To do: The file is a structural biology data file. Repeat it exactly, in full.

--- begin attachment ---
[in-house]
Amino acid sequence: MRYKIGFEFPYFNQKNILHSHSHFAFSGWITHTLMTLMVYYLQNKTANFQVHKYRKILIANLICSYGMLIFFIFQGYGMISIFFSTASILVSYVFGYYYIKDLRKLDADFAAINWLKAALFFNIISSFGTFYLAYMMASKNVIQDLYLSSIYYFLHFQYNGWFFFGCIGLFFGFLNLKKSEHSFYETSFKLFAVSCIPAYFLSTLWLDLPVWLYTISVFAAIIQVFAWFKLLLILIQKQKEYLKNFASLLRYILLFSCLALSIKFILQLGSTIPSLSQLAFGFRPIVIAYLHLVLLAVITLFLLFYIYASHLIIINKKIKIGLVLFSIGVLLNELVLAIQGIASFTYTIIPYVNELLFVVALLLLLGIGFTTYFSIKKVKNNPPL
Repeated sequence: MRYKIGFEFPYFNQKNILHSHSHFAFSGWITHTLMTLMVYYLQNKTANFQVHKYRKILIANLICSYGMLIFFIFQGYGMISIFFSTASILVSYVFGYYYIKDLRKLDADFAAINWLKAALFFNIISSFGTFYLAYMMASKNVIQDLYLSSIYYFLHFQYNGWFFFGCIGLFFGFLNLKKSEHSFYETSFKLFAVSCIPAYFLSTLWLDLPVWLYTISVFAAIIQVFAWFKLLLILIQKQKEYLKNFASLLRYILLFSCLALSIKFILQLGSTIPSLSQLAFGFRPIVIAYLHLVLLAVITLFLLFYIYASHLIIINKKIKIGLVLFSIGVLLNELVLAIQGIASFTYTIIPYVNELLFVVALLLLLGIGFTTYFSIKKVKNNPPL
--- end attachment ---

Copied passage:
[in-house]
Amino acid sequence: MRYKIGFEFPYFNQKNILHSHSHFAFSGWITHTLMTLMVYYLQNKTANFQVHKYRKILIANLICSYGMLIFFIFQGYGMISIFFSTASILVSYVFGYYYIKDLRKLDADFAAINWLKAALFFNIISSFGTFYLAYMMASKNVIQDLYLSSIYYFLHFQYNGWFFFGCIGLFFGFLNLKKSEHSFYETSFKLFAVSCIPAYFLSTLWLDLPVWLYTISVFAAIIQVFAWFKLLLILIQKQKEYLKNFASLLRYILLFSCLALSIKFILQLGSTIPSLSQLAFGFRPIVIAYLHLVLLAVITLFLLFYIYASHLIIINKKIKIGLVLFSIGVLLNELVLAIQGIASFTYTIIPYVNELLFVVALLLLLGIGFTTYFSIKKVKNNPPL
Repeated sequence: MRYKIGFEFPYFNQKNILHSHSHFAFSGWITHTLMTLMVYYLQNKTANFQVHKYRKILIANLICSYGMLIFFIFQGYGMISIFFSTASILVSYVFGYYYIKDLRKLDADFAAINWLKAALFFNIISSFGTFYLAYMMASKNVIQDLYLSSIYYFLHFQYNGWFFFGCIGLFFGFLNLKKSEHSFYETSFKLFAVSCIPAYFLSTLWLDLPVWLYTISVFAAIIQVFAWFKLLLILIQKQKEYLKNFASLLRYILLFSCLALSIKFILQLGSTIPSLSQLAFGFRPIVIAYLHLVLLAVITLFLLFYIYASHLIIINKKIKIGLVLFSIGVLLNELVLAIQGIASFTYTIIPYVNELLFVVALLLLLGIGFTTYFSIKKVKNNPPL